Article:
May

7

 One of my martial art instructors emphasized when facing an adversary a practice of never fixing your eyes, focus, or thoughts on any one specific attack. The thesis is that attention to a particular area leaves you vulnerable to secondary attacks. For example, when you are solely fixated on a potential blow to your right rib cage the real threat might be a spin kick to your head. The attention to one area delays both your reaction time and distracts your mind from other threats. Rather, the objective is to deal with the opponent in a more general sense, using peripheral vision and react spontaneously. Years of practice hone these skills to a point where they are intuitive. A chess master will recognize patterns on the board in similar fashion.

In fact, the saccadic movements of our eyes compress time subjectively. Saccadic eye movements as described by Neuroscience magazine are "rapid, ballistic movements of the eyes that abruptly change the point of fixation…..Saccadic eye movements are said to be ballistic because the saccade-generating system cannot respond to subsequent changes in the position of the target during the course of the eye movement. If the target moves again during this time (which is on the order of 15–100 ms), the saccade will miss the target, and a second saccade must be made to correct the error." . Scientific work by Concetta Morrone, John Ross and David Burr and others have shown that subjective time and space are compressed prior to saccadic eye movements. The remapping process of the brain is the likely cause of the distortions in time and space.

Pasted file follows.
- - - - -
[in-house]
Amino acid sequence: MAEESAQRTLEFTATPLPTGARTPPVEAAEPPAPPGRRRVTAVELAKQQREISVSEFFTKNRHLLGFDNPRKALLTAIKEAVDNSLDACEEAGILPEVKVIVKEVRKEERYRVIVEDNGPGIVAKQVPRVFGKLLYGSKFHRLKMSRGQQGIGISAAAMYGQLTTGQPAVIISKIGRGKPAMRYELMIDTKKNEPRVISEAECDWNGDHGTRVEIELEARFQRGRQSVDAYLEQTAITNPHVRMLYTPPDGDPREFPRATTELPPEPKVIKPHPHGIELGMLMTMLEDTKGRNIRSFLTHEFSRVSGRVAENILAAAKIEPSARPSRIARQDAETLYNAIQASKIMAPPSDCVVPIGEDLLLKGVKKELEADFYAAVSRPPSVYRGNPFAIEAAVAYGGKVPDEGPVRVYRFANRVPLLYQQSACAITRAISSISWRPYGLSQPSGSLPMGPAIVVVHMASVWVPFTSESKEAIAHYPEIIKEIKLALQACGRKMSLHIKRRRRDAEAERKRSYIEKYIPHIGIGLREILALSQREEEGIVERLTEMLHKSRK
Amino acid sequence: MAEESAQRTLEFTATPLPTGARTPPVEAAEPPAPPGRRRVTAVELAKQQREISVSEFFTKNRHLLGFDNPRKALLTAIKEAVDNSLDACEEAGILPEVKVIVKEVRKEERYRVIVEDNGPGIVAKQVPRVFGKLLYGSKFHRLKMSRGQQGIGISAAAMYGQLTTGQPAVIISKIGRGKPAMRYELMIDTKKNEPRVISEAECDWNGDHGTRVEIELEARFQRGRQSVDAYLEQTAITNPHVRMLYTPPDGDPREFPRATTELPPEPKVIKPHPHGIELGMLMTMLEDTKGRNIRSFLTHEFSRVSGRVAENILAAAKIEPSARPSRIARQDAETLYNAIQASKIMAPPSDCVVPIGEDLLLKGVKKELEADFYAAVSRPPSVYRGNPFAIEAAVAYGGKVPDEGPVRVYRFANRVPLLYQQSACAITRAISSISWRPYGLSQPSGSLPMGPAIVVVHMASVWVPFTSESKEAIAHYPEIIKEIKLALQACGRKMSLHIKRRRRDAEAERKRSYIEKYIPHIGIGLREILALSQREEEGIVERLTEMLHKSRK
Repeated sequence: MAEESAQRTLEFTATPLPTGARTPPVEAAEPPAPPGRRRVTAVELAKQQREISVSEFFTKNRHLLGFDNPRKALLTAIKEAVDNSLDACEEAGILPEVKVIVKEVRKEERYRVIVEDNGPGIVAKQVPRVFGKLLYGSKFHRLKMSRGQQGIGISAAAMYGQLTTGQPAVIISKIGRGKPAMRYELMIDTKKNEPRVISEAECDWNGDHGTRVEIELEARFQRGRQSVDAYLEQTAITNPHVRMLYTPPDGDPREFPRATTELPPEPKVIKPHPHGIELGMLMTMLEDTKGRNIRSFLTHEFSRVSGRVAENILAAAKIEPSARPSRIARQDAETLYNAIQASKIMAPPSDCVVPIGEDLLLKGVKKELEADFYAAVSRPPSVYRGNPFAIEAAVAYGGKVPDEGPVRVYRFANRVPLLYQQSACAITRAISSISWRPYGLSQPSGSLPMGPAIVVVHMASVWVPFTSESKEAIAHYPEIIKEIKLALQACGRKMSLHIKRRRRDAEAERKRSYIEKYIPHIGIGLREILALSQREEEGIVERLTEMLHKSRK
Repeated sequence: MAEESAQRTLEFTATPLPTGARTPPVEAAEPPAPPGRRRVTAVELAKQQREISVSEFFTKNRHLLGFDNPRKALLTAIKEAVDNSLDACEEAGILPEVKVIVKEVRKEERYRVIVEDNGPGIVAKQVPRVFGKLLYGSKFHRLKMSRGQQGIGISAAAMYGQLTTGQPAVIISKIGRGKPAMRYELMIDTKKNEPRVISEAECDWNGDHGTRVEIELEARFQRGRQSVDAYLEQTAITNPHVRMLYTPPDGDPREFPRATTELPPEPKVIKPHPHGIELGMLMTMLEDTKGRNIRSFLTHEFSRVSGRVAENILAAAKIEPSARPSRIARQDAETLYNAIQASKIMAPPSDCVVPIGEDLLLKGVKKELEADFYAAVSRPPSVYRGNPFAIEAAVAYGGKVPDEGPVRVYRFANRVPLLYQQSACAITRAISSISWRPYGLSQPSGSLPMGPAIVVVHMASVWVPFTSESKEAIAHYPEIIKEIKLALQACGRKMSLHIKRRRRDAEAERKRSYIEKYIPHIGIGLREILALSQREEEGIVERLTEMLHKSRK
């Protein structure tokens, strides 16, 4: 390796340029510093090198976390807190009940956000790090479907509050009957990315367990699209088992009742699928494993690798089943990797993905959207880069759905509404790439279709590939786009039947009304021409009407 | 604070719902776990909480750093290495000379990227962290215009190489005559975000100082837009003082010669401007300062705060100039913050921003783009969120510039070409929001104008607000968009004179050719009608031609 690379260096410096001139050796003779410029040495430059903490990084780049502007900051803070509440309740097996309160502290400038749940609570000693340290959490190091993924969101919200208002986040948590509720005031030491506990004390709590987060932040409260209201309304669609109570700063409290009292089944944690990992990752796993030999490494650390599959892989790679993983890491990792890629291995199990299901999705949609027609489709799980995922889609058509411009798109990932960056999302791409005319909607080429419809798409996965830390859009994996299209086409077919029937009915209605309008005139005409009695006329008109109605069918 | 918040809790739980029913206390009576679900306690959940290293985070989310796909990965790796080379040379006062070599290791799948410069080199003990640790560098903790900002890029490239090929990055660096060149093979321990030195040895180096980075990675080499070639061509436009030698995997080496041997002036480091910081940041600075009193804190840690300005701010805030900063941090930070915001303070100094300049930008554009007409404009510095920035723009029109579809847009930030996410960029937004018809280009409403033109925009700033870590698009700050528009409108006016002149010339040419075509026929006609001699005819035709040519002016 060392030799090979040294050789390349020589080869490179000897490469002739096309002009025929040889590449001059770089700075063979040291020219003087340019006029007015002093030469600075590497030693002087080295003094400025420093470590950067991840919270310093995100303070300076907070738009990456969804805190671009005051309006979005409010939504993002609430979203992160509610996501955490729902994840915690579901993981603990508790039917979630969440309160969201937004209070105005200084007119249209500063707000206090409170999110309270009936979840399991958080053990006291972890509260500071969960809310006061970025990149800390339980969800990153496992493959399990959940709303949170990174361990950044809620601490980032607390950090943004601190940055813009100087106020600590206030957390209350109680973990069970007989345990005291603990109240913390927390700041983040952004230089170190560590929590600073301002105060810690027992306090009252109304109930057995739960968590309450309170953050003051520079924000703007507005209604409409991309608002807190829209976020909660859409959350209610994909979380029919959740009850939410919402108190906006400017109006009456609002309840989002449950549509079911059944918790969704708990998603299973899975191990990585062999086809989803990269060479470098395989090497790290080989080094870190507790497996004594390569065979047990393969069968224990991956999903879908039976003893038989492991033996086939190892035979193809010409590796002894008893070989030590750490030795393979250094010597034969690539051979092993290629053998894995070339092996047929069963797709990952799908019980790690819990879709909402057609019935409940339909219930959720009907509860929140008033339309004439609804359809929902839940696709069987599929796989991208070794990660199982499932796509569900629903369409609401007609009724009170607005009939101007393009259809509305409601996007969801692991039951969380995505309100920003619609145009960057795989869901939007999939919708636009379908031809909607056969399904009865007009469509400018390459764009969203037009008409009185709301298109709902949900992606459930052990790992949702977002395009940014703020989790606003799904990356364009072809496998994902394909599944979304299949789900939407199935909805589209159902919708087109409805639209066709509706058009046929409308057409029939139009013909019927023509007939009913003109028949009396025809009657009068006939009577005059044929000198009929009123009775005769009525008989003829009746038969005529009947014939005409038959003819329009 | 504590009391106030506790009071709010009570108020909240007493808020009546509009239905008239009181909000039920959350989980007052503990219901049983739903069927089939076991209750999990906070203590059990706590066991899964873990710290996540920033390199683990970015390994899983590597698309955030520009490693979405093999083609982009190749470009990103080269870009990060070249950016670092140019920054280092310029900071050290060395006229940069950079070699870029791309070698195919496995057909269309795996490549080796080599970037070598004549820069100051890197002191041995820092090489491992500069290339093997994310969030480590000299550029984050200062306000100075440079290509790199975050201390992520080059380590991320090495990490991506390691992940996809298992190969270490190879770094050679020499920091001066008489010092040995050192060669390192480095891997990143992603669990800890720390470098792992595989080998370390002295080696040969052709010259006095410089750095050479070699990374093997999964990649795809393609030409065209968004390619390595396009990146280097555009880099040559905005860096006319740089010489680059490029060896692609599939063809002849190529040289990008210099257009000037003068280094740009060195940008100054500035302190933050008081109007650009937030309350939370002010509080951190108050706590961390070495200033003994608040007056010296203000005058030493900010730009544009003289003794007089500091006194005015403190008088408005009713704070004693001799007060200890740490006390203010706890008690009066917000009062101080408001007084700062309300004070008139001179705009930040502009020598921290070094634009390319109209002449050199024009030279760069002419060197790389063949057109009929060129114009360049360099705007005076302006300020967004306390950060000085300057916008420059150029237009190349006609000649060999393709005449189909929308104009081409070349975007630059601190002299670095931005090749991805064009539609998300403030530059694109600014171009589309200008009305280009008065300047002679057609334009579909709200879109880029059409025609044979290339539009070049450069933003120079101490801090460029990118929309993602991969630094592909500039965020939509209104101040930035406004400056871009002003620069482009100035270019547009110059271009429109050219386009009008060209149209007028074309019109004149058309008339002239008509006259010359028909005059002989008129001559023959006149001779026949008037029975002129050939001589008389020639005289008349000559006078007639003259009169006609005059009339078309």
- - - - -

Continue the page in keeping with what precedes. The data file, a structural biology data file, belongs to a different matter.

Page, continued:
The lessons can be carried to the markets. In terms of multiple attacks and space compression a few things come to mind. The combination of factors such as the FOMC meeting in March, market positioning, sentiment, and economic data in Europe, Greece, and the United States that may have contributed to the recent selloff in the US dollar The rise in interest rates over the past fortnight and the feedback mechanisms and knock on impact to other markets. In terms of space compression others come to mind. The similarities between bond market reactions and timing to quantitative easing's actual implementation in both the US and Europe. In terms of the future how might similarities between the old Argentine Peso peg to the dollar at 1.0 and the current Euro currency regime play out?


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